Who hasn’t heard of Catalina Offshore Products. Or more so about their fishmonger Tommy Gomes. I’ve heard so much about him. I’m not all that into his superstardom from being on Bizarre Foods with Andrew Zimmern. That doesn’t phase me all that much. What does phase me is all the readings on him from other bloggers, chefs, etc.
Kirk recently paid a visit to their warehouse so it was the ‘trigger’ that I needed to finally visit Catalina.
My insomnia has been wretched so I’ve been getting up at the crack of dawn. Catalina opens at 8a so I figured I’d get there early and check out what they have. Besides, won’t the freshest of the fresh be available that early in the morning.
I read mixed reviews about the people that worked here. A few customers said that no one directed them where to go. But on my visit, a nice gentleman told me to walk thru the double doors and I’ll see the seafood. Great - thank you kind sir.
I was expecting to see a Costco size seafood warehouse for some reason. I don’t know why. It didn’t seem to be a very big place.
- Fish selection (sold by the pound)
- Hamachi Kama $5.25/ea
One of my FAVORITE things in the entire world. These were meaty pieces too. And $5.25/each?! That’s a GREAT price. Go check out the prices of kama at any Japanese supermarket.
- scallop and uni
Now THIS is what I drove here for. I wanted to make scallop nigiri for dinner that night and I had seen pics of their scallops offered here. $23.25/lb (for the larger ones) didn’t seem too bad.
I was just minding my own business when someone gruffly asked ‘can I help you’.
I turned around and about gasped when I saw Tommy Gomes standing in front of me. I felt like I was standing in the famous soup kitchen restaurant from Seinfeld. I gulped in fear and eeked ‘no, no….I’m just, um, looking’.
I had read enough about Tommy Gomes to formulate what, I thought, was a pretty good judgement on the guy. Besides, what you read on the internet must be ALL TRUE right (note sarcasm here).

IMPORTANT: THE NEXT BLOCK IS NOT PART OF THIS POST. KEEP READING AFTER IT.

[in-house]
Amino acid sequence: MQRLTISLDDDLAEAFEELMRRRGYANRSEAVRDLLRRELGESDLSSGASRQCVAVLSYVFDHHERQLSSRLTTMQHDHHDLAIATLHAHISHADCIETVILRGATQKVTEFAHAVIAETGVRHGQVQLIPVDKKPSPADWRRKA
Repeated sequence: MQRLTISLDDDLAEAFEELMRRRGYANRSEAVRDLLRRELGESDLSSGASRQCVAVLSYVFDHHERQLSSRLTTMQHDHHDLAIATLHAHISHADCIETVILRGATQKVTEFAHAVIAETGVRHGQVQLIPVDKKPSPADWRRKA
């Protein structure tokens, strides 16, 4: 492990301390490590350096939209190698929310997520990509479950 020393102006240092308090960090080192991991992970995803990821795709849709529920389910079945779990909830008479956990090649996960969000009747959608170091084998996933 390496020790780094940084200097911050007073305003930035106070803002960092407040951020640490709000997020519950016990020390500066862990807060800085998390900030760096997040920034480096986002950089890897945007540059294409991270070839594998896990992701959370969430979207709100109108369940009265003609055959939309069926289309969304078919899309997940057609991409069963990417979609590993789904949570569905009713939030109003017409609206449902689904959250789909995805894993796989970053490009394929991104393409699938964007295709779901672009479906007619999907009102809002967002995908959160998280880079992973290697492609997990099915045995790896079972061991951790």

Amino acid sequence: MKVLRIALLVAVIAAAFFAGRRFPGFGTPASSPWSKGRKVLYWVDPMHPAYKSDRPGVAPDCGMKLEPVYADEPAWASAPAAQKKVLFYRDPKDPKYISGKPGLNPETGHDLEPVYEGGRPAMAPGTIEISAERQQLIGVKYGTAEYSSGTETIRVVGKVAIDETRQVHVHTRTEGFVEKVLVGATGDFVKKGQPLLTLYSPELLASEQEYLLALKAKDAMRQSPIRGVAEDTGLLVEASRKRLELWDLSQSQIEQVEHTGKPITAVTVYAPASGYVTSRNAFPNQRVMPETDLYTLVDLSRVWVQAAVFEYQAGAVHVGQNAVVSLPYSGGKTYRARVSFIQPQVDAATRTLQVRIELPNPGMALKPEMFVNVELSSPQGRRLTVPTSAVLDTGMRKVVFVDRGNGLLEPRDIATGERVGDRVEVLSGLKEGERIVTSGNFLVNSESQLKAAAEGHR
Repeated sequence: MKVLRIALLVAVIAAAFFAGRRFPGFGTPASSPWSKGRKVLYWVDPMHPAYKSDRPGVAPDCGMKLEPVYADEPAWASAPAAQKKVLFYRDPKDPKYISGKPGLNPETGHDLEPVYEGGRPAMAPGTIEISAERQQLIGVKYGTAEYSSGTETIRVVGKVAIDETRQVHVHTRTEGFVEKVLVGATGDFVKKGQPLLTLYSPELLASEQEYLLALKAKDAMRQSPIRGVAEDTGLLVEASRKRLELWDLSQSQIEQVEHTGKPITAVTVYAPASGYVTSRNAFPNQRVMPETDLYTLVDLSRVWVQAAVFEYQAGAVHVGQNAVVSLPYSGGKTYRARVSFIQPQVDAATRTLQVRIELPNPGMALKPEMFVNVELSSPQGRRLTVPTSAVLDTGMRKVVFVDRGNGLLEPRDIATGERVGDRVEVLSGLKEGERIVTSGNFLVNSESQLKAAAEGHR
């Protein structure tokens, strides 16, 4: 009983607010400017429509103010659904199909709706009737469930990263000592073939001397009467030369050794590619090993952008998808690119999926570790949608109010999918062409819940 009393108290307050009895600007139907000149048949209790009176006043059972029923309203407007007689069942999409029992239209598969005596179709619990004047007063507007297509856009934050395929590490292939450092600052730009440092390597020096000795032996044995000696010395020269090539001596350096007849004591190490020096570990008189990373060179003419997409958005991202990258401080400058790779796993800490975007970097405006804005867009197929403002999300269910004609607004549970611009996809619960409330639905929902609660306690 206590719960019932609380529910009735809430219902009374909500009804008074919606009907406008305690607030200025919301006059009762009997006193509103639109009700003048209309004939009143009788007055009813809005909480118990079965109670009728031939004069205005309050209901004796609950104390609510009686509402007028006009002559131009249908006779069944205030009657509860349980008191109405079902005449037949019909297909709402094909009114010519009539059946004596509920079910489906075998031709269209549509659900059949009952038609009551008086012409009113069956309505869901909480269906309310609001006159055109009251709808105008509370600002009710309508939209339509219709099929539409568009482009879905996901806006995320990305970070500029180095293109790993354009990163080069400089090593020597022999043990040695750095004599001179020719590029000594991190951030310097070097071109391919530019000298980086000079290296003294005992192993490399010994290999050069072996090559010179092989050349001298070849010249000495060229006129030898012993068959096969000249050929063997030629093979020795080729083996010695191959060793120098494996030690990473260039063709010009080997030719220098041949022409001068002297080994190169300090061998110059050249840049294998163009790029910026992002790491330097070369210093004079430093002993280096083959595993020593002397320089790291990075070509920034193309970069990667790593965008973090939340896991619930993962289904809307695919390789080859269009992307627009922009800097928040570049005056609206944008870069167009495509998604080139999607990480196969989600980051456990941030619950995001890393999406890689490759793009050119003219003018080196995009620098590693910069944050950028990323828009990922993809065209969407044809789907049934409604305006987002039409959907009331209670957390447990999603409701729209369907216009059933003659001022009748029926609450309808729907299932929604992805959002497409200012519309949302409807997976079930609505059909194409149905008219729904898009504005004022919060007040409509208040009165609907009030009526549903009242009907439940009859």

I figured he would be surly (sorry inside joke on that word), cantankerous, and gruff (or grump/grouch/whatever ‘g’ word you want). And I assumed, because he’s well known here in San Diego, that he would, in his OWN mind, think he’s famous and therefore won’t EVEN be at the warehouse.
So I was just taken aback when he was standing right in front of me. I don’t know what happened next. Perhaps he noticed my frightened Meerkat glazed eyes.
But all of a sudden, we were chatting. I don’t even remember what we were talking about because all I kept thinking was ‘wow, he’s not an ahole’.
I remembered Reader Ben wanting to try out Wrench and Rodent Seabasstropub. I had researched the restaurant (some weeks ago) and guess who supplies W&R fish inventory. Yup. Tommy Gomes.
I asked Tommy about this restaurant and what he thought of it.
What. I didn’t think I heard him correctly.
“Let’s Go. I know the boys there. Let me know when.”
In fact, the chefs of W&R were coming in later to pick up fish for the restaurant and that he’d introduce the guys to me.
Say what. Are you serious. This can’t be happening. Sensory overload.
He stepped away to talk to an employee so I wandered around a bit more.
- Chocolate clams $2.50/each
This is what Kirk purchased on his last visit. I didn’t know if I could just stick my bare hand in the tank and grab a clam to take a pic. So this was the best I could do. It was a large tank though.
This has to be THE strangest spelling for any shellfish (in my opinion). I always want to call it Geo (like the car) Duck.
This is the setup right as you enter the back warehouse. I believe the desk is where you pay the cashier. The very last station is where they do their sample tastings of that day (I think).